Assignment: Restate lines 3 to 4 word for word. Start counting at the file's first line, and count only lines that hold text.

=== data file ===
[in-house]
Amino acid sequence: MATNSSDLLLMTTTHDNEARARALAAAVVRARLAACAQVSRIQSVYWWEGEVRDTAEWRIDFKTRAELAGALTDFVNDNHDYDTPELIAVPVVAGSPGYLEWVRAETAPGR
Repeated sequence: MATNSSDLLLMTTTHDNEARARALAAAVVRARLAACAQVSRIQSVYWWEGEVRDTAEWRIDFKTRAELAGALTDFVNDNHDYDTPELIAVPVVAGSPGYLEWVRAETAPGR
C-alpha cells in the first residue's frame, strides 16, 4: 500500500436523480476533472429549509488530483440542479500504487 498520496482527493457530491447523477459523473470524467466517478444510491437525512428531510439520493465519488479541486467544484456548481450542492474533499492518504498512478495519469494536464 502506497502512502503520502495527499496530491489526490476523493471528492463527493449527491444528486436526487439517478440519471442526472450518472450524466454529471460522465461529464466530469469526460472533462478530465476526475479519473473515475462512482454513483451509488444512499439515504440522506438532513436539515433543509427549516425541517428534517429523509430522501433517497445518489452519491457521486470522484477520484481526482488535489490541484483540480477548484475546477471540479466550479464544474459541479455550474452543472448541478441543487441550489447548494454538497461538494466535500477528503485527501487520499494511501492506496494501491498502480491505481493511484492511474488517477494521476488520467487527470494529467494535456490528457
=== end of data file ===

Repeated sequence: MATNSSDLLLMTTTHDNEARARALAAAVVRARLAACAQVSRIQSVYWWEGEVRDTAEWRIDFKTRAELAGALTDFVNDNHDYDTPELIAVPVVAGSPGYLEWVRAETAPGR
C-alpha cells in the first residue's frame, strides 16, 4: 500500500436523480476533472429549509488530483440542479500504487 498520496482527493457530491447523477459523473470524467466517478444510491437525512428531510439520493465519488479541486467544484456548481450542492474533499492518504498512478495519469494536464 502506497502512502503520502495527499496530491489526490476523493471528492463527493449527491444528486436526487439517478440519471442526472450518472450524466454529471460522465461529464466530469469526460472533462478530465476526475479519473473515475462512482454513483451509488444512499439515504440522506438532513436539515433543509427549516425541517428534517429523509430522501433517497445518489452519491457521486470522484477520484481526482488535489490541484483540480477548484475546477471540479466550479464544474459541479455550474452543472448541478441543487441550489447548494454538497461538494466535500477528503485527501487520499494511501492506496494501491498502480491505481493511484492511474488517477494521476488520467487527470494529467494535456490528457